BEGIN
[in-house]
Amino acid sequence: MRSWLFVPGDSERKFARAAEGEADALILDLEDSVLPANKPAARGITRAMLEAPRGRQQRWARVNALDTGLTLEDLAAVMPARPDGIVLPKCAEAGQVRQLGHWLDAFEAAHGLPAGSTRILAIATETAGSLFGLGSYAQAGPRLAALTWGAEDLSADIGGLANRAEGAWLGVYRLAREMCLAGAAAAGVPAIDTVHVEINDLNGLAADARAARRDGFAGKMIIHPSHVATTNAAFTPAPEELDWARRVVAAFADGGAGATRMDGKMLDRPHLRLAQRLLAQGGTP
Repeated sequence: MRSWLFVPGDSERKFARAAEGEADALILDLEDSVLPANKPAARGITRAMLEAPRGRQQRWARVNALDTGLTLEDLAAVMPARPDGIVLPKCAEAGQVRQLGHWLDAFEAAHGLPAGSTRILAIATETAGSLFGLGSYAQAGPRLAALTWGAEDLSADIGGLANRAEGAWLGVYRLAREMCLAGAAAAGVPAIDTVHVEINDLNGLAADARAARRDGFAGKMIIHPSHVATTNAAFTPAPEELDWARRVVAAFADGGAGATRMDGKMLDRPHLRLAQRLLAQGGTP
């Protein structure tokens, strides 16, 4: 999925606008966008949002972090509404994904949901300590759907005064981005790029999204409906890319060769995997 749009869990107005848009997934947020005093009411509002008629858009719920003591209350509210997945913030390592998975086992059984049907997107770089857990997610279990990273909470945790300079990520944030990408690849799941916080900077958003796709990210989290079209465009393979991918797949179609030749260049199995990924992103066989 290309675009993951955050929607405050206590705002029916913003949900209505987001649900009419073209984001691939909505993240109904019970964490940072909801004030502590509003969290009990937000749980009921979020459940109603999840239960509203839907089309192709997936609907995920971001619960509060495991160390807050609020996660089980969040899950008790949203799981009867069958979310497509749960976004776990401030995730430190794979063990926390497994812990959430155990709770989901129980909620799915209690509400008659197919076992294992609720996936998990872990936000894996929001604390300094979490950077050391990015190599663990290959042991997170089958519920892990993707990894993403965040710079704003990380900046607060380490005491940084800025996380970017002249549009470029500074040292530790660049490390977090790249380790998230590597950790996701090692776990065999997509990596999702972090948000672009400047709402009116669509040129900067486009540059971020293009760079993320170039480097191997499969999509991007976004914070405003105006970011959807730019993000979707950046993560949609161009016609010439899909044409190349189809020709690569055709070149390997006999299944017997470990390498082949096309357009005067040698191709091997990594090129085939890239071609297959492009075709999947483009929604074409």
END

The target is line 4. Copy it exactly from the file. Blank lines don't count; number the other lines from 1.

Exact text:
């Protein structure tokens, strides 16, 4: 999925606008966008949002972090509404994904949901300590759907005064981005790029999204409906890319060769995997 749009869990107005848009997934947020005093009411509002008629858009719920003591209350509210997945913030390592998975086992059984049907997107770089857990997610279990990273909470945790300079990520944030990408690849799941916080900077958003796709990210989290079209465009393979991918797949179609030749260049199995990924992103066989 290309675009993951955050929607405050206590705002029916913003949900209505987001649900009419073209984001691939909505993240109904019970964490940072909801004030502590509003969290009990937000749980009921979020459940109603999840239960509203839907089309192709997936609907995920971001619960509060495991160390807050609020996660089980969040899950008790949203799981009867069958979310497509749960976004776990401030995730430190794979063990926390497994812990959430155990709770989901129980909620799915209690509400008659197919076992294992609720996936998990872990936000894996929001604390300094979490950077050391990015190599663990290959042991997170089958519920892990993707990894993403965040710079704003990380900046607060380490005491940084800025996380970017002249549009470029500074040292530790660049490390977090790249380790998230590597950790996701090692776990065999997509990596999702972090948000672009400047709402009116669509040129900067486009540059971020293009760079993320170039480097191997499969999509991007976004914070405003105006970011959807730019993000979707950046993560949609161009016609010439899909044409190349189809020709690569055709070149390997006999299944017997470990390498082949096309357009005067040698191709091997990594090129085939890239071609297959492009075709999947483009929604074409």